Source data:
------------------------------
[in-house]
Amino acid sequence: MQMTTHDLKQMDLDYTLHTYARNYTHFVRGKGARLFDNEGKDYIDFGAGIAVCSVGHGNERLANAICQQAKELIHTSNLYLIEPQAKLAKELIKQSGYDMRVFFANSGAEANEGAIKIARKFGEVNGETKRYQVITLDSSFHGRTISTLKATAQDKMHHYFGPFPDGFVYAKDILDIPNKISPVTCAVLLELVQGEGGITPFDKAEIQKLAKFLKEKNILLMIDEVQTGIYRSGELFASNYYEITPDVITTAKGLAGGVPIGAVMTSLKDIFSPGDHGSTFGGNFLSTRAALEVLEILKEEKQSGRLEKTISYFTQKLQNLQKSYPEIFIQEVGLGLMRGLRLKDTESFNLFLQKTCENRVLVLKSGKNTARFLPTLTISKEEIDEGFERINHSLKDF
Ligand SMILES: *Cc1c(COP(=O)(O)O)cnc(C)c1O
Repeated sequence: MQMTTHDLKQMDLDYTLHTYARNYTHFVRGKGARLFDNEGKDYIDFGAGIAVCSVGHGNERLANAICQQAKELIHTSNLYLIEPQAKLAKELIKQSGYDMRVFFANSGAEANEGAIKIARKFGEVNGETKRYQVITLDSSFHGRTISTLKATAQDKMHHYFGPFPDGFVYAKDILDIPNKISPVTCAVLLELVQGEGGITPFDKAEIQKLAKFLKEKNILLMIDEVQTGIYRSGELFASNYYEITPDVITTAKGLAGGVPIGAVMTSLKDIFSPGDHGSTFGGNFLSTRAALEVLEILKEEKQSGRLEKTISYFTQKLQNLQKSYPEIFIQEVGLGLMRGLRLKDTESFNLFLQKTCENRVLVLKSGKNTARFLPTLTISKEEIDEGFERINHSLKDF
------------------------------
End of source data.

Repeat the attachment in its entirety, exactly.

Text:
[in-house]
Amino acid sequence: MQMTTHDLKQMDLDYTLHTYARNYTHFVRGKGARLFDNEGKDYIDFGAGIAVCSVGHGNERLANAICQQAKELIHTSNLYLIEPQAKLAKELIKQSGYDMRVFFANSGAEANEGAIKIARKFGEVNGETKRYQVITLDSSFHGRTISTLKATAQDKMHHYFGPFPDGFVYAKDILDIPNKISPVTCAVLLELVQGEGGITPFDKAEIQKLAKFLKEKNILLMIDEVQTGIYRSGELFASNYYEITPDVITTAKGLAGGVPIGAVMTSLKDIFSPGDHGSTFGGNFLSTRAALEVLEILKEEKQSGRLEKTISYFTQKLQNLQKSYPEIFIQEVGLGLMRGLRLKDTESFNLFLQKTCENRVLVLKSGKNTARFLPTLTISKEEIDEGFERINHSLKDF
Ligand SMILES: *Cc1c(COP(=O)(O)O)cnc(C)c1O
Repeated sequence: MQMTTHDLKQMDLDYTLHTYARNYTHFVRGKGARLFDNEGKDYIDFGAGIAVCSVGHGNERLANAICQQAKELIHTSNLYLIEPQAKLAKELIKQSGYDMRVFFANSGAEANEGAIKIARKFGEVNGETKRYQVITLDSSFHGRTISTLKATAQDKMHHYFGPFPDGFVYAKDILDIPNKISPVTCAVLLELVQGEGGITPFDKAEIQKLAKFLKEKNILLMIDEVQTGIYRSGELFASNYYEITPDVITTAKGLAGGVPIGAVMTSLKDIFSPGDHGSTFGGNFLSTRAALEVLEILKEEKQSGRLEKTISYFTQKLQNLQKSYPEIFIQEVGLGLMRGLRLKDTESFNLFLQKTCENRVLVLKSGKNTARFLPTLTISKEEIDEGFERINHSLKDF